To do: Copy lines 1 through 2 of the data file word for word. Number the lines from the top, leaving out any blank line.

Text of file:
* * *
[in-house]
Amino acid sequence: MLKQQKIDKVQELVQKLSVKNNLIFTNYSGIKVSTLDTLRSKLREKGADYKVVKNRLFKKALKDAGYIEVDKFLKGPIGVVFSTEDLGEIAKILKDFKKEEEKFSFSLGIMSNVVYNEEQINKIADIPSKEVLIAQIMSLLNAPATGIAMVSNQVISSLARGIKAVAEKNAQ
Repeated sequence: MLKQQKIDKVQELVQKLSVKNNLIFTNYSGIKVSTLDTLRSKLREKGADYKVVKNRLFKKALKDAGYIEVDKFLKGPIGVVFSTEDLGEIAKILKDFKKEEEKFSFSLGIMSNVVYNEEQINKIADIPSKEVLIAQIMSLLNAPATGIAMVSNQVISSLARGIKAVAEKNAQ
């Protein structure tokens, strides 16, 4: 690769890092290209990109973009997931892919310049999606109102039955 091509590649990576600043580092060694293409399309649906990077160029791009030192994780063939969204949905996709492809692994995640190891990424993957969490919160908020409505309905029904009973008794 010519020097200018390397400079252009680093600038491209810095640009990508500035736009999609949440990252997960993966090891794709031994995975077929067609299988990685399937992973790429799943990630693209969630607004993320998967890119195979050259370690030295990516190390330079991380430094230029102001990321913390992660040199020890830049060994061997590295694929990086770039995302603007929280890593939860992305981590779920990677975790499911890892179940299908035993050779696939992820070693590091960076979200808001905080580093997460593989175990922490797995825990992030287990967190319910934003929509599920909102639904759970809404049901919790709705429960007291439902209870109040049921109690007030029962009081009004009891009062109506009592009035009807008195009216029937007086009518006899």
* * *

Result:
[in-house]
Amino acid sequence: MLKQQKIDKVQELVQKLSVKNNLIFTNYSGIKVSTLDTLRSKLREKGADYKVVKNRLFKKALKDAGYIEVDKFLKGPIGVVFSTEDLGEIAKILKDFKKEEEKFSFSLGIMSNVVYNEEQINKIADIPSKEVLIAQIMSLLNAPATGIAMVSNQVISSLARGIKAVAEKNAQ